Gastroparesis - Stomach Paralysis

Posted Wednesday, August 21, 2019

Did you know? Gastroparesis affects around 1% of men and 4% of women in the United States


Gastroparesis is a condition that interferes with digestion. The nerves of the stomach wall send signals for contraction, causing the stomach to empty itself. When the nerve is damaged, it slows or stops food from being properly digested, resulting in gastroparesis. Please use this guide to understand the cause, symptoms, diagnosis, and treatment of gastroparesis. 


Gastroparesis is caused by injury to the vagus nerve. The nerve can become damaged due to:

  • Uncontrolled diabetes
  • Anorexia or Bulimia nervosa
  • Gastric surgery
  • Parkinson’s disease
  • Multiple sclerosis
  • Chemotherapy
  • Medication such as narcotics or antidepressants


Many adults experience similar symptoms to those of gastroparesis. Although it is uncommon to develop this disease, it is important to discuss with your doctor if you experience symptoms such as:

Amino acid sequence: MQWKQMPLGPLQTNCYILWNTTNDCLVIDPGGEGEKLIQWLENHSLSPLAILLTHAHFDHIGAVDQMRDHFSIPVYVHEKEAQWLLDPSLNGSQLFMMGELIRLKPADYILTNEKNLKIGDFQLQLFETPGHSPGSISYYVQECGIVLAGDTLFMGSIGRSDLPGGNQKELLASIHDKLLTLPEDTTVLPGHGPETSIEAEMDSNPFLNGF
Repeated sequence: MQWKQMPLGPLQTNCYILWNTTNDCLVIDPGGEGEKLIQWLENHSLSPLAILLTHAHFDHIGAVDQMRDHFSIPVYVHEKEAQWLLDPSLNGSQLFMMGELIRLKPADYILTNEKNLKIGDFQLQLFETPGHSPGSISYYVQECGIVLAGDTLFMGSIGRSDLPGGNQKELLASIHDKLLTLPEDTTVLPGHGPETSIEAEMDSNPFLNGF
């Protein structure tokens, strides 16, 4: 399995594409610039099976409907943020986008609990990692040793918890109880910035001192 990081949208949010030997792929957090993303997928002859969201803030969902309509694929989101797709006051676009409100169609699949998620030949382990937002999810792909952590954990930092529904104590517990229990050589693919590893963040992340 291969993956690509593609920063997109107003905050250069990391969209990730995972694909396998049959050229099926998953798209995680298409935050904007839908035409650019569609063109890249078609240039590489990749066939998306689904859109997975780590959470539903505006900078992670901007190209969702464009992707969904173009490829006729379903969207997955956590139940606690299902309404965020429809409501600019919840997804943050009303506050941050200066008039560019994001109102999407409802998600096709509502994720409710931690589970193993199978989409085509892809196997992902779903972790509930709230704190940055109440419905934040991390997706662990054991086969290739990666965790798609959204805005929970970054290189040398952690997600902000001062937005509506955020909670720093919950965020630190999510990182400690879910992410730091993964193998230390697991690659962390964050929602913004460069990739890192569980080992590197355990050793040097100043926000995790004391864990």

• Heartburn or reflux disease
  • Vomiting undigested food
  • Poor appetite and weight loss
  • Poor blood sugar control
  • Abdominal bloating
  • Early satiety
  • Nausea


Diagnosis of gastroparesis is primarily based on your medical history, your symptoms, a physical exam, and medical tests. Some medical tests may include lab tests, upper gastrointestinal endoscopy, or imaging tests.


Treatment varies depending on its underlying cause. In most cases, changes in diet or medication will alleviate some of the symptoms. In extreme cases, surgical placement of a feeding tube. Feeding tubes are usually temporary and only used when gastroparesis is severe or when blood sugar levels cannot be controlled by any other methods.

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